April 2-4, 2020 • Hyatt Regency • Lexington, KY
Intersectionality and Interdisciplinarity in Health Communication Research
Abstract: Developing Theoretically Informed, Narrative Messages in Health Communication: A Rigorous, Step-by-Step Process
◆ Marleah Dean, University of South Florida
◆ Courtney L. Scherr, Northwestern University
◆ Lindy Davidson, University of South Florida
A narrative, in the simplest terms, is a story. It is a recounted experience, which includes a strategic plot and characters (Hinyard & Kreuter, 2007; Kreuter et al., 2007). Narratives help us understand who we are and cope with life experiences. Narratives can help individuals navigate and adapt to new identities, especially when shaken by news of an illness or potential illness (Frank, 2013). For stories to assist individuals in moving forward in their illness crises, they must be well told and resonant with the individuals.
While the benefits of narratives in health-promotion and behavior change interventions are evident, the process for creating narrative messages is less clear (Perrier & Martin Ginis, 2018). One challenge in creating narratives involves taking personal stories and reconstructing them to address theoretical constructs known to impact behavioral outcomes. Thus, to assist researchers in developing theoretically informed, narrative messages based on personal stories, this manuscript reports a rigorous, six-step process: (1) collecting personal testimonials, (2) immersing self into testimonials, (3) identifying central narratives, (4) piecing quotes into cohesive stories, (5) filling in the gaps, and (6) checking for resonance. To exemplify this process, we provide an example from our research project ePOWER (Table 1 upon request). The goal of ePOWER is to identify the psychosocial information needs of women who tested positive for a genetic variant predisposes them to hereditary cancer in order to help them manage their psychological, chronic cancer-related uncertainty and make preventive health decisions.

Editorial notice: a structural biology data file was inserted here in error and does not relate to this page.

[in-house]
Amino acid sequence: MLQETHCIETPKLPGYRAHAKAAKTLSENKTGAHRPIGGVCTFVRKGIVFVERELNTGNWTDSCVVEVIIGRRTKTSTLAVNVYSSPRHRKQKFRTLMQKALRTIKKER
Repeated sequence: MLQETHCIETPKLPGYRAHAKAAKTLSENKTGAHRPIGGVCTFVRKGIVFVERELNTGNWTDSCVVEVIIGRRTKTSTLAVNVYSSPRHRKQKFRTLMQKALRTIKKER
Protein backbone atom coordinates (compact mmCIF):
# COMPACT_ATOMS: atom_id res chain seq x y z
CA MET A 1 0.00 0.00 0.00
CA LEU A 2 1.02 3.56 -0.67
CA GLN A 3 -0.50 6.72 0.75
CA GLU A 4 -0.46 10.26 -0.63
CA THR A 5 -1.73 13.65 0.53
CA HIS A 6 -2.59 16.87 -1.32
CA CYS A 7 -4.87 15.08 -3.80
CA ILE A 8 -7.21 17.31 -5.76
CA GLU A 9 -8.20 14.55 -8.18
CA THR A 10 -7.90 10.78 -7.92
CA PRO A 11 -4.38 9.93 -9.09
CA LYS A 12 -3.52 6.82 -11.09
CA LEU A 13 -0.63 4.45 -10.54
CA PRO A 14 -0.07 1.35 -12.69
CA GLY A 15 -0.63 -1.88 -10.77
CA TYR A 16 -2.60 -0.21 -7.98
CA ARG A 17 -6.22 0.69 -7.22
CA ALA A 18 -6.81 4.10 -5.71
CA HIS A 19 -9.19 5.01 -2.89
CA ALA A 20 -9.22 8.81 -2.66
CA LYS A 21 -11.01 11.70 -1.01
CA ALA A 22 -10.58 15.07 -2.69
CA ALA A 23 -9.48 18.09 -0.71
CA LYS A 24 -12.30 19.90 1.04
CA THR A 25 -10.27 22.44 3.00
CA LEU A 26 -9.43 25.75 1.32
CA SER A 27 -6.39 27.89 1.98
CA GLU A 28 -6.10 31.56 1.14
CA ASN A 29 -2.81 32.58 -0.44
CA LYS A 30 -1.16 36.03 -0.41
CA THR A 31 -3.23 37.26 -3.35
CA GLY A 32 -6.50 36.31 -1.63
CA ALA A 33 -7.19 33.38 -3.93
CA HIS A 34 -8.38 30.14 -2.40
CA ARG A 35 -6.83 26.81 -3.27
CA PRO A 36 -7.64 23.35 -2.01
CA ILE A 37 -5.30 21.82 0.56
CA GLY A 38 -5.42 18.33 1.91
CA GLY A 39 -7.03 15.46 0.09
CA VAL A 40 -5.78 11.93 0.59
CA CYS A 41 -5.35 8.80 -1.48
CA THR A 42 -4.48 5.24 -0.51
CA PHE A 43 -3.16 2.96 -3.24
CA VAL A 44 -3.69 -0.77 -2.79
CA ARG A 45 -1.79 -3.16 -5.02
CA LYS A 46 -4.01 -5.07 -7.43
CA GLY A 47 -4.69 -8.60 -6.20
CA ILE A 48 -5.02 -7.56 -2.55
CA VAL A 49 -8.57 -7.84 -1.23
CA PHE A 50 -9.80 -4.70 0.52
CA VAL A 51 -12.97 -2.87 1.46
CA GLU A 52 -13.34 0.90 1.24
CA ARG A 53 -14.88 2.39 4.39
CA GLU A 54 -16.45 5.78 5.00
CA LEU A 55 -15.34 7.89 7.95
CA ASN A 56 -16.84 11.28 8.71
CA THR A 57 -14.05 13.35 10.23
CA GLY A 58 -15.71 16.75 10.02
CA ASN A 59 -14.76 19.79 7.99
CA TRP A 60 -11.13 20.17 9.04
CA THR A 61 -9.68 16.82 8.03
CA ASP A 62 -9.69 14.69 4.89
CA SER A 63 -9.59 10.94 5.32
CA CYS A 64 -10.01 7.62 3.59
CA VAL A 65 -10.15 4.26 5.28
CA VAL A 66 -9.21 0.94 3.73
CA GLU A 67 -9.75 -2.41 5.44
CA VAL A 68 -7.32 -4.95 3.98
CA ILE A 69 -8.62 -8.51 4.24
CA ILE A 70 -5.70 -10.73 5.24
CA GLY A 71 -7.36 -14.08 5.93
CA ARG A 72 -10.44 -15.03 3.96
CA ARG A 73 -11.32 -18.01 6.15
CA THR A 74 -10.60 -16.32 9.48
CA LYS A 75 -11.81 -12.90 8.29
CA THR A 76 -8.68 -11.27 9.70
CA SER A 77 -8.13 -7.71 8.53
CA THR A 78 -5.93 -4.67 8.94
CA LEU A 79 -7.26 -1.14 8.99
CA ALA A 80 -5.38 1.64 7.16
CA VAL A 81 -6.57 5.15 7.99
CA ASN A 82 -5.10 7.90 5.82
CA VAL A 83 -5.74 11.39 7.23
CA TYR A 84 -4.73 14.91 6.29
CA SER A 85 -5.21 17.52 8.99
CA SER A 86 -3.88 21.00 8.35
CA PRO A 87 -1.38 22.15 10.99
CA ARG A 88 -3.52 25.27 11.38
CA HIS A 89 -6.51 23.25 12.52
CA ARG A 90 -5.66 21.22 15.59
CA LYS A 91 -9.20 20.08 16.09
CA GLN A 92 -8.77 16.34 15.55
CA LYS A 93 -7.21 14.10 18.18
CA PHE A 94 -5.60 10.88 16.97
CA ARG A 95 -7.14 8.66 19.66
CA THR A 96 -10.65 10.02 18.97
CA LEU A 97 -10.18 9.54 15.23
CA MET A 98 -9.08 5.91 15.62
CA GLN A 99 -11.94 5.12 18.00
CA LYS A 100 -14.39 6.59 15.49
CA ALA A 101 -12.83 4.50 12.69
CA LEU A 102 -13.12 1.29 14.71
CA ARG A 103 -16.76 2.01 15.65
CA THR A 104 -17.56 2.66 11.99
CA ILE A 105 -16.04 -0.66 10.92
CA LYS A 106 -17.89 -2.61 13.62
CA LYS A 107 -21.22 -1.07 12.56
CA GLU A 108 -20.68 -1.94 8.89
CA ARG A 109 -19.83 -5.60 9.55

To begin, the research team utilizes a theory which assists in accomplishing the intervention’s overarching goal. Yet, the target population’s experiences, voices, perspectives should guide the intervention. Therefore, the purpose of steps one through three is to understand the population’s lived experiences (Patton, 2002). Step one involves collecting personal testimonials. We believe the richest source to collect personal testimonials are qualitative methods (Merriam, 2009). In step two, the team immerses themselves into the lived experiences by seeking an in-depth understanding of the testimonials. Step three involves identifying the central narratives that emerge across the target population’s experiences. To do so, the research team distinguishes broad story elements—characters, motives, plots, scenes, time, and life lessons (Yamasaki, Geist-Martin, & Sharf, 2016). In step four, the research team develops the narratives by piecing together cohesive narratives that utilize as much of the participants’ actual language from the data. Step five encompasses filling in the gaps by the research team writing their own words into the narratives, while ensuring those words also reflect participants’ experiences. The research team returns to theory at this point by analyzing individuals’ experiences alongside multiple theoretical frameworks to ensure the narrative messages best reflect the individuals’ lived experiences. Step six includes checking for resonance through pilot-testing (Atkin & Freimuth, 2013; Harrison, 2014) or performing member checks (Hesse-Biber & Leavy, 2006).